The Amsterdam Orchestra
THE human ear, like the other senses, soon gets accustomed to the sounds it habitually hears. So, although the attentive listener will
have perceived that much of the playing of our British orchestras has sadly deteriorated, it is not until he hears a first-rate orchestra that he realises how low our standards have fallen. The same thing happened after the war of 1914-18. Standards of performance here steadily went down until, I think it was, the New York Orchestra and then the Berlin Philharmonic showed us what orchestral playing should be, and our orchestras went and did likewise. I never cared greatly for Herr Ftirtwangler's performances, and I shall lose no sleep if he is not permitted to conduct in England ; but he was
undoubtedly a great orchestral trainer. Now the Amsterdam Concert- gebouw Orchestra has shown that, under Mr. van Beinum's direction, it is as capable of giving our players a lesson in discipline, in precision and in care for the details of an orchestral score, and we need not even excuse ourselves with the tag: Far est et ab hoste docere.
I hope, for example, that some of our percussion-players were present to study the infinite trouble that had been taken over the preparation of that section of the score in Berlioz's " Symphonic Fantastique " and Debussy's " Iberia." The drums, the xylophone, the glockenspiel, the bells (with a real hum-note such as our tubular things are incapable of producing), the castanets, and even the humble bang-about tambourine, upon which the senior tympanist gave a performance of astonishing virtuosity, were shown to be instruments capable of infinite subtleties of dynamic and rhythm. Beside them our players sound like a one-man band. I have chosen the most obvious example of the Dutch orchestra's excellence, but this care for detail ran through every section. The chording of the brass was wonderfully exact and sonorous, though the trumpet-tone was inferior to the best our players can produce, while the string-tone had that solidity and singing quality that only come when all the players bow together and in tune. Only the wood-wind were dis- appointing, not in the virtuosity of their performance, but in the quality of their tone, which had too pronounced a vibrato that pro- duced a disagreeable effect in the ensemble. Oddly enough, it was in the flutes that this vibrato, which is evidently produced deliberately and not by inadvertence, was most pronounced.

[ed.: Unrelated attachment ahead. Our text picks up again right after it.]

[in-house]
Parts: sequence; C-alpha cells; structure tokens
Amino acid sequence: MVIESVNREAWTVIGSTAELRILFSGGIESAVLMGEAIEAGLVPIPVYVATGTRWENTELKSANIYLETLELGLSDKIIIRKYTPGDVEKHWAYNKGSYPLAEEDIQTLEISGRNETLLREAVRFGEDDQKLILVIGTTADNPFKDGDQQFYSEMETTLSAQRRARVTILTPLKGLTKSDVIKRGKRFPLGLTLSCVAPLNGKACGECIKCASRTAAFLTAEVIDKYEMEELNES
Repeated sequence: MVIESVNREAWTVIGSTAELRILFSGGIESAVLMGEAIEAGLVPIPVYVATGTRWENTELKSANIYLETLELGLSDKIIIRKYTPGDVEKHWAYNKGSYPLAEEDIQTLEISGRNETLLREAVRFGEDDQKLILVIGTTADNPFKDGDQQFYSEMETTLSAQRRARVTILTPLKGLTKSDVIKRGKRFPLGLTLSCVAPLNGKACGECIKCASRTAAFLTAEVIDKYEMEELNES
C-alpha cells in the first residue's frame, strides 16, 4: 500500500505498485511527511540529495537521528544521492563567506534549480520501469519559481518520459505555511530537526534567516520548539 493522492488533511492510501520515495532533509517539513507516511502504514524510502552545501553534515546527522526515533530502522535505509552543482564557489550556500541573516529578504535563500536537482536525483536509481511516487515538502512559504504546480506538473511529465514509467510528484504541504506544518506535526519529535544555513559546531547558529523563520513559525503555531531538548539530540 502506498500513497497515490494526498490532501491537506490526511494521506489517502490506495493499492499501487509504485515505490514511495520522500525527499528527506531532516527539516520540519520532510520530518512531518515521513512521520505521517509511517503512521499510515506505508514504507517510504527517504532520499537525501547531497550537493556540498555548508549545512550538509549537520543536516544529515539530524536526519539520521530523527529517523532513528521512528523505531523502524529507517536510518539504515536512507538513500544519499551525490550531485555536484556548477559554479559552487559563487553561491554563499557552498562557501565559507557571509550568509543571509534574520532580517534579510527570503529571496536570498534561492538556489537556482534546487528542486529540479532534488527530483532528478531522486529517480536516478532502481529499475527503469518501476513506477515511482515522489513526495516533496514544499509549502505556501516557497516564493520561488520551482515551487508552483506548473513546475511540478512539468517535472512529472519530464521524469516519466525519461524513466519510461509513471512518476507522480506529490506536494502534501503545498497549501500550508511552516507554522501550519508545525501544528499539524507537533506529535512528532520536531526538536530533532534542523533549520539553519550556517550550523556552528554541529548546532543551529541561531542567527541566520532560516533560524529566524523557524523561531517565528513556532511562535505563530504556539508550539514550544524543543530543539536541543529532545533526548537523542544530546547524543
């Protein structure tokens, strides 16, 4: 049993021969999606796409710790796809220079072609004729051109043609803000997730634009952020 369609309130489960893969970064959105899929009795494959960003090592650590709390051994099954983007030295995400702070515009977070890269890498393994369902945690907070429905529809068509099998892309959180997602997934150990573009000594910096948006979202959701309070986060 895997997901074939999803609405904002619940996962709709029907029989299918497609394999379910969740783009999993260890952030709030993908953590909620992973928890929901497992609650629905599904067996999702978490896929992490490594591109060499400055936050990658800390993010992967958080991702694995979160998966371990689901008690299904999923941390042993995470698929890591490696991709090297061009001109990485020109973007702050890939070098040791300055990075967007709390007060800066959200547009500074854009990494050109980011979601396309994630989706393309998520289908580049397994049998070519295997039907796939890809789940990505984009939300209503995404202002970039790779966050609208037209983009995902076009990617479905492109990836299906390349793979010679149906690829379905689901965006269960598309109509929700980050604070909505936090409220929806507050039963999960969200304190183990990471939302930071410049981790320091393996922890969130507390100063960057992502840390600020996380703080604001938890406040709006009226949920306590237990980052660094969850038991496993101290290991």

The Fantastic Symphony was given a superb performance from the interpretative point of view, and Mr. van Beinum, like M. Munch last year, brought out all its remarkable musical qualities. In Beethoven's Eighth Symphony precision was apt to get in the way of expressiveness, and, though one could admire the playing, the result was rather too dry for this most genial work. In Schubert's Unfinished Symphony again there was much to admire, but not the liberties taken with the pace of the second subject.